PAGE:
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Judges extend due process safeguards regarding interpreters to civil cases

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A trial court must take the same steps in a civil action as it does in a criminal action regarding the use of an interpreter in order to address due process concerns, the Indiana Court of Appeals held for the first time Tuesday.

The appellate court had to determine whether mother Saba Tesfamariam’s due process rights were violated during a hearing dissolving her marriage to Moghes Woldehaimanot. Both parties are from Africa and their native language is Tigrinya. Tesfamariam can’t speak English fluently, but she was taking English classes. Woldehaimanot is able to speak English fluently enough to communicate without an interpreter.

Tesfamariam requested an interpreter for the final hearing regarding Woldehaimanot’s petition for dissolution of marriage, but later told the trial court she was willing to proceed without one. But the trial court provided her one because it was “easy to do.” The trial court used Language Line, the telephone interpretation service funded by the Indiana Supreme Court.

The court awarded Woldehaimanot sole legal and physical custody of the children with Tesfamariam receiving parenting time.

Tesfamariam argued on appeal that she was denied due process because the trial court failed to administer an oath to her interpreter or ensure that the interpreter was properly qualified as an expert. Relying on Mariscal v. State, 687 N.E.2d 378, 382 (Ind. Ct. App. 1997), which addressed these issues for criminal court, the appellate court found the trial court abused its discretion by not establishing that the interpreter was qualified and by failing to administer an oath to provide an accurate translation.

The due process implications in this case are substantial, and it’s appropriate to require the same procedural safeguards as in criminal cases, wrote Judge Patricia Riley in Saba Tesfamariam v. Moghes Woldehaimanot, No. 49A02-1009-DR-1050.

Tesfamariam never objected to the interpreter errors at trial and later claimed that those errors were fundamental and not subject to waiver. The judges relied on caselaw to hold that a failure to establish the qualifications of an interpreter or to administer an oath is not a fundamental error.

There were times that the interpreter could not hear the trial, but the judges noted this was the result of technical issues and the interpreter always asked for clarification.

The Court of Appeals upheld the trial court’s decision to award full custody of the two children to Woldehaimanot.

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  • Learned Helplessness?
    The opinion states that Saba is a United States citizen. How can she be naturalized with so few English language skills that she needs an interpreter?

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  1. Unfortunately, the court doesn't understand the difference between ebidta and adjusted ebidta as they clearly got the ruling wrong based on their misunderstanding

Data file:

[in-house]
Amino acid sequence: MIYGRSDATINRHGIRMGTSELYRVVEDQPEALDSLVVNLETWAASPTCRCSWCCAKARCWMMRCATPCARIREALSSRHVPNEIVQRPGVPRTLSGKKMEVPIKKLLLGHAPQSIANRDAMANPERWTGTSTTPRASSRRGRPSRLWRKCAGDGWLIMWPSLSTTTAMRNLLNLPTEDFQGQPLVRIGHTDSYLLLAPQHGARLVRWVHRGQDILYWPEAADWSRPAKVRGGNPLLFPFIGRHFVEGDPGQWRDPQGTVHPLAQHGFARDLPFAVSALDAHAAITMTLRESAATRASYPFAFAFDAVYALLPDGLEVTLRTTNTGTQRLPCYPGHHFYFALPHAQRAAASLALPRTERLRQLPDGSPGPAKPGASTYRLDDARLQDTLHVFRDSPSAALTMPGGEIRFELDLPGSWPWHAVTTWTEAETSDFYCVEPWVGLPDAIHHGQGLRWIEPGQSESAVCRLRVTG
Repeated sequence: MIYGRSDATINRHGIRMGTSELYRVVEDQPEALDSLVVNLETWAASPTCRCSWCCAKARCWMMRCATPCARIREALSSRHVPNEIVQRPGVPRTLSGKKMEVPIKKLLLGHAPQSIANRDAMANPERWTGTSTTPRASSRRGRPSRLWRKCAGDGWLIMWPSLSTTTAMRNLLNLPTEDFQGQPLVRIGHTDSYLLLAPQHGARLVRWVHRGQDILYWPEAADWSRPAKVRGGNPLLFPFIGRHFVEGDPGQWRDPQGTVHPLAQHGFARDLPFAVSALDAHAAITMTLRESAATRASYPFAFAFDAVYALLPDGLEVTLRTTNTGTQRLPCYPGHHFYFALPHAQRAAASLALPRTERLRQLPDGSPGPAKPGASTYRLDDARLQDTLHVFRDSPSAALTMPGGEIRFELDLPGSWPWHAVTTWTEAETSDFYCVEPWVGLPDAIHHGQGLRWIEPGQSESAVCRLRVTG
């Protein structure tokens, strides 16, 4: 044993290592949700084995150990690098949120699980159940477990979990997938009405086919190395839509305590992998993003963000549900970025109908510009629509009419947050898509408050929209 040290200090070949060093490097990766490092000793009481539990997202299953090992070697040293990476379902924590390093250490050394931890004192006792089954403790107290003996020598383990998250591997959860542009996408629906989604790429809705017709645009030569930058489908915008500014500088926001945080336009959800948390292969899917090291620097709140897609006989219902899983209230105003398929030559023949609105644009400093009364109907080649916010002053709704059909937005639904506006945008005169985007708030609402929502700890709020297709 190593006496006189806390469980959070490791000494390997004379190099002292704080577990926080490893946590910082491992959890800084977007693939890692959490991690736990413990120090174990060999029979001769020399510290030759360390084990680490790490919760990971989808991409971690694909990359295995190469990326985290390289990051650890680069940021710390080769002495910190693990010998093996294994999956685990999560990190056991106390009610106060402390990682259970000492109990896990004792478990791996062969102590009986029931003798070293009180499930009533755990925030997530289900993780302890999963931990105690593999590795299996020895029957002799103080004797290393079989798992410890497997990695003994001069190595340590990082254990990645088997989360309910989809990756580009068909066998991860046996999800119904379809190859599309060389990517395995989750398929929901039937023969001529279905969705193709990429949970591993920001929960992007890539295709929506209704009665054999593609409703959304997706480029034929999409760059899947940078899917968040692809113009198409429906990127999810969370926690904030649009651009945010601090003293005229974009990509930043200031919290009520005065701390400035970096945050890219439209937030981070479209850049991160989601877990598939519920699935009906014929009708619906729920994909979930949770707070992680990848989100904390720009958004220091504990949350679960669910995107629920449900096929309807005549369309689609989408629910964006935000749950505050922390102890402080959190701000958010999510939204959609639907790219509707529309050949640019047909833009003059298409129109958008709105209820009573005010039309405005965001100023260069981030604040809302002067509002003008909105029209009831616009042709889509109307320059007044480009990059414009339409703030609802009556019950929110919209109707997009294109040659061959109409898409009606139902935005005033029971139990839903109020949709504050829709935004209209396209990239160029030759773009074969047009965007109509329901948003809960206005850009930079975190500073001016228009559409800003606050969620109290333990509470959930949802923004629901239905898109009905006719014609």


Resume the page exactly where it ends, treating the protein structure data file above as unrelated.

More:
2. A common refrain in the comments on this website comes from people who cannot locate attorneys willing put justice over retainers. At the same time the judiciary threatens to make pro bono work mandatory, seemingly noting the same concern. But what happens to attorneys who have the chumptzah to threatened the legal status quo in Indiana? Ask Gary Welch, ask Paul Ogden, ask me. Speak truth to power, suffer horrendously accordingly. No wonder Hoosier attorneys who want to keep in good graces merely chase the dollars ... the powers that be have no concerns as to those who are ever for sale to the highest bidder ... for those even willing to compromise for $$$ never allow either justice or constitutionality to cause them to stand up to injustice or unconstitutionality. And the bad apples in the Hoosier barrel, like this one, just keep rotting.

  3. I am one of Steele's victims and was taken for $6,000. I want my money back due to him doing nothing for me. I filed for divorce after a 16 year marriage and lost everything. My kids, my home, cars, money, pension. Every attorney I have talked to is not willing to help me. What can I do? I was told i can file a civil suit but you have to have all of Steelers info that I don't have. Of someone can please help me or tell me what info I need would be great.

  4. It would appear that news breaking on Drudge from the Hoosier state (link below) ties back to this Hoosier story from the beginning of the recent police disrespect period .... MCBA president Cassandra Bentley McNair issued the statement on behalf of the association Dec. 1. The association said it was “saddened and disappointed” by the decision not to indict Ferguson police officer Darren Wilson for shooting Michael Brown. “The MCBA does not believe this was a just outcome to this process, and is disheartened that the system we as lawyers are intended to uphold failed the African-American community in such a way,” the association stated. “This situation is not just about the death of Michael Brown, but the thousands of other African-Americans who are disproportionately targeted and killed by police officers.” http://www.thestarpress.com/story/news/local/2016/07/18/hate-cops-sign-prompts-controversy/87242664/

  5. What form or who do I talk to about a d felony which I hear is classified as a 6 now? Who do I talk to. About to get my degree and I need this to go away it's been over 7 years if that helps.

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